Finally, support means that each stakeholder supports others on their journey to understanding wellbeing and how wellbeing in turn supports teaching and learning.  This may look like engaging in professional development to ensure consistent and effective application of the school’s direction toward wellbeing and positive behaviour. 

Addressing wellbeing in schools through implementing policies and effective practises is one thing, but how can school leaders know if these policies are having impacts on the actual wellbeing of their communities? Educators may look for local initiatives, or else come up with their own methods like self-administered surveys. These have the advantage of being customisable to answer specific questions educators may have about their school community, such as connectedness or inclusivity.

And while schools can make every effort to support student, staff and community wellbeing, this is not always enough. If you or a student or colleague is struggling, it is important to reach out to your GP or other health care professional.

School News spoke to some companies that are collaborating with schools to foster positive wellbeing.

The Langley Group Institute (RTO40655) has supported many schools in building whole-school wellbeing, from parent education sessions, positive leadership development, social and emotional learning to build resilience, positive HR practices, wellbeing assessment at all levels and embedding a strengths-based approach across the whole employee and student lifecycle.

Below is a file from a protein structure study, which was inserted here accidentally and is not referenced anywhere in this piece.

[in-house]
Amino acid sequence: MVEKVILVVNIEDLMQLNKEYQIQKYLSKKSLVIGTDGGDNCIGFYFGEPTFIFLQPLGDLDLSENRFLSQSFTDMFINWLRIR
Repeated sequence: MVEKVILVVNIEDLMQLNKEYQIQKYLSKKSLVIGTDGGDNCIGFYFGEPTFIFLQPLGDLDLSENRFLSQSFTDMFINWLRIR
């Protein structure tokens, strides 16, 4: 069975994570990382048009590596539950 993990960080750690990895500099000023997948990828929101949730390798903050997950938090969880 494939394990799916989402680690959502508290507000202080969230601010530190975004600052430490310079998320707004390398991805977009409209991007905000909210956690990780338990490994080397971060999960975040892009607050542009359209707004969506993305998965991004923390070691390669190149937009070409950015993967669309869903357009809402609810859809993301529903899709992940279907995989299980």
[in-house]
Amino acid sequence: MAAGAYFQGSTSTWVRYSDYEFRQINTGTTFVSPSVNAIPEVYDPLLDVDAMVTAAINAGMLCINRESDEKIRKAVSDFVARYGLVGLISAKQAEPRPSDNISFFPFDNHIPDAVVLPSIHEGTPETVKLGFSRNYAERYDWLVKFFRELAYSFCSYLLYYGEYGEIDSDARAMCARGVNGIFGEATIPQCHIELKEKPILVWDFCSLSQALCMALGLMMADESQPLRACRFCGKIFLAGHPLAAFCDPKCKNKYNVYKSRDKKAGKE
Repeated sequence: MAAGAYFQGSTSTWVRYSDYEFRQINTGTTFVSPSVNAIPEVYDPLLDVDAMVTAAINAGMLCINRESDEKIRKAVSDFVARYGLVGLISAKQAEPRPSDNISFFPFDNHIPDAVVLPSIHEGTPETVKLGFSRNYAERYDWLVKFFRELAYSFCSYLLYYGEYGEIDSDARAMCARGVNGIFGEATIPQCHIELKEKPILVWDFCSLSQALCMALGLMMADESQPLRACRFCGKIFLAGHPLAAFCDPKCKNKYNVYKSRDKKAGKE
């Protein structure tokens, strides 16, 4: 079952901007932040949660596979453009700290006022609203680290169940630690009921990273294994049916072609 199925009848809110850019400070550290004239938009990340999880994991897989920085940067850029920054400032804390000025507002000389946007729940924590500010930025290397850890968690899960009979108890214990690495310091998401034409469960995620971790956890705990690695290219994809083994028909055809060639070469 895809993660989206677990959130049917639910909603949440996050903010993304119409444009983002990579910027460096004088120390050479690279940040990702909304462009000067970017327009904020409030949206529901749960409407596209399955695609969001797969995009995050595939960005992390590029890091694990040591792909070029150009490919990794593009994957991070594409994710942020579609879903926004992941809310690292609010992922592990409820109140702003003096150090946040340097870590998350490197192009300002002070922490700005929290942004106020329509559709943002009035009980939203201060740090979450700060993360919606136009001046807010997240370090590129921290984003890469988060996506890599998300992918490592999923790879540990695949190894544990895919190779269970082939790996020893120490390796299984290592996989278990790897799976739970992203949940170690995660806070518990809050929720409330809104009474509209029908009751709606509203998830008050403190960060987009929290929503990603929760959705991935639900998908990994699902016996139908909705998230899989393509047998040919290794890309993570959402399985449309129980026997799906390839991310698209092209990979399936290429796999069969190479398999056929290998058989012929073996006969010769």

The team believe emphasising the importance of personal development and resilience helps students and teachers build the skills necessary to cope with life’s inevitable ups and downs. Teaching strategies for managing setbacks and encouraging a growth mindset instil a positive approach to challenges.

The Langley Group Institute helps schools in educating for flourishing. By fostering positive wellbeing in schools, educators play a pivotal role in shaping students’ academic success and their lifelong happiness and fulfilment. Creating an environment that prioritises mental, emotional, social and physical health sets the foundation for a generation of resilient and flourishing individuals.

The 11069NAT Diploma of Positive Psychology and Wellbeing has supported many educators to build whole school wellbeing.  Now, the Langley Group Institute has launched the 11250NAT Certificate IV in Wellbeing Science, open to anyone 16+ who wants to build their wellbeing and gain a government-accredited qualification. Both qualifications are the first of their kind in Australia and have strong proven results for thousands of graduates.

School wellbeing
Image supplied by Furnware

Furnware has partnered with a new product brand, Mindfull. The company evolved from many conversations with schools, parents, and occupational therapists. Mindfull makes learning spaces more personalised, by creating stimulation through movement and tactile materials, as well as sanctuary through visual and acoustic screening. This enables learners to find space within the classroom to interact and collaborate, or seek refuge, achieving separation without isolation. 

Hutchins School in Tasmania was one of the first schools to incorporate the new Mindfull range into its learning spaces. The feedback has been very positive, with plans to roll out Mindfull throughout the rest of the school in 2024.

As we move into 2024, Furnware is excited to collaborate with schools across Australia to help more of our learners to ‘find their happy space’.